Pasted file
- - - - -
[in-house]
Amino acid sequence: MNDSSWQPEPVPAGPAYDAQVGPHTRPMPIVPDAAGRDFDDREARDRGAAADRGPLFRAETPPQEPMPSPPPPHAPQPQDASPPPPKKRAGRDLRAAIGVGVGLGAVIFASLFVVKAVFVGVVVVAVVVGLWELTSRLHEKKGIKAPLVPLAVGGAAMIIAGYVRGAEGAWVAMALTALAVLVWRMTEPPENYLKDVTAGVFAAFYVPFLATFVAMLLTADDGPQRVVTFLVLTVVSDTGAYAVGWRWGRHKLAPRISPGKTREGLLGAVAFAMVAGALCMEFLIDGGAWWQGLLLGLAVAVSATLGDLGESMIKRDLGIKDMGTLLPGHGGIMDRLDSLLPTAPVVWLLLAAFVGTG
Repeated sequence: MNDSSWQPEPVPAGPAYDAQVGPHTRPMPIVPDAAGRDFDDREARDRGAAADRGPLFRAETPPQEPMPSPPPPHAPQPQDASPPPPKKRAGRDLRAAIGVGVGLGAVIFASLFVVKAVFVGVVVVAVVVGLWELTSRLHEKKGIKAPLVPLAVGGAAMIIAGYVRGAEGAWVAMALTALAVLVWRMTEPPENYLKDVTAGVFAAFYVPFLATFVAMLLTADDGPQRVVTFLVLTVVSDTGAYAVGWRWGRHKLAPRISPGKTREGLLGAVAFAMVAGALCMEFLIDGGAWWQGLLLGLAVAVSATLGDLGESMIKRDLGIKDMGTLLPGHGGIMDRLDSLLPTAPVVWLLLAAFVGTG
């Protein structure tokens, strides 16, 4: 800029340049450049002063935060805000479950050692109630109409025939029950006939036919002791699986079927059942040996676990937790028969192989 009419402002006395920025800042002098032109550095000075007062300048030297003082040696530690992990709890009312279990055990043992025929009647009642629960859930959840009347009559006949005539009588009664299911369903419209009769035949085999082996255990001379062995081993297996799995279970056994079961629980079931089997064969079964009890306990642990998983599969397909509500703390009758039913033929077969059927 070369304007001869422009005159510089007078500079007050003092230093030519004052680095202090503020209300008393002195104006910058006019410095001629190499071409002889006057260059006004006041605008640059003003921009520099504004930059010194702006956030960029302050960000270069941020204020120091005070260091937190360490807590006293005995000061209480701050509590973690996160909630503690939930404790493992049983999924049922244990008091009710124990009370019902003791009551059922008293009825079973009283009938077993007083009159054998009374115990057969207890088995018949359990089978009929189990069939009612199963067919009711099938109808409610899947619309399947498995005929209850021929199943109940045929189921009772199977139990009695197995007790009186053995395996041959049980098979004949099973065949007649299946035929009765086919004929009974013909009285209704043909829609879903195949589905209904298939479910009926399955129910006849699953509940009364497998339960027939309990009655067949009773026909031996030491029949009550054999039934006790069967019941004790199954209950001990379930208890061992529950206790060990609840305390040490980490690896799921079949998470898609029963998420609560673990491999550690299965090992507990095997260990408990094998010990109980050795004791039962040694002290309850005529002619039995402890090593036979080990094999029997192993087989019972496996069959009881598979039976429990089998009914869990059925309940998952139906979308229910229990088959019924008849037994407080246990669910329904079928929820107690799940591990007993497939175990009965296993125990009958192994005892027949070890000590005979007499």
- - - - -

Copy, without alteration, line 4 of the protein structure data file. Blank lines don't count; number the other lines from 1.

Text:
């Protein structure tokens, strides 16, 4: 800029340049450049002063935060805000479950050692109630109409025939029950006939036919002791699986079927059942040996676990937790028969192989 009419402002006395920025800042002098032109550095000075007062300048030297003082040696530690992990709890009312279990055990043992025929009647009642629960859930959840009347009559006949005539009588009664299911369903419209009769035949085999082996255990001379062995081993297996799995279970056994079961629980079931089997064969079964009890306990642990998983599969397909509500703390009758039913033929077969059927 070369304007001869422009005159510089007078500079007050003092230093030519004052680095202090503020209300008393002195104006910058006019410095001629190499071409002889006057260059006004006041605008640059003003921009520099504004930059010194702006956030960029302050960000270069941020204020120091005070260091937190360490807590006293005995000061209480701050509590973690996160909630503690939930404790493992049983999924049922244990008091009710124990009370019902003791009551059922008293009825079973009283009938077993007083009159054998009374115990057969207890088995018949359990089978009929189990069939009612199963067919009711099938109808409610899947619309399947498995005929209850021929199943109940045929189921009772199977139990009695197995007790009186053995395996041959049980098979004949099973065949007649299946035929009765086919004929009974013909009285209704043909829609879903195949589905209904298939479910009926399955129910006849699953509940009364497998339960027939309990009655067949009773026909031996030491029949009550054999039934006790069967019941004790199954209950001990379930208890061992529950206790060990609840305390040490980490690896799921079949998470898609029963998420609560673990491999550690299965090992507990095997260990408990094998010990109980050795004791039962040694002290309850005529002619039995402890090593036979080990094999029997192993087989019972496996069959009881598979039976429990089998009914869990059925309940998952139906979308229910229990088959019924008849037994407080246990669910329904079928929820107690799940591990007993497939175990009965296993125990009958192994005892027949070890000590005979007499």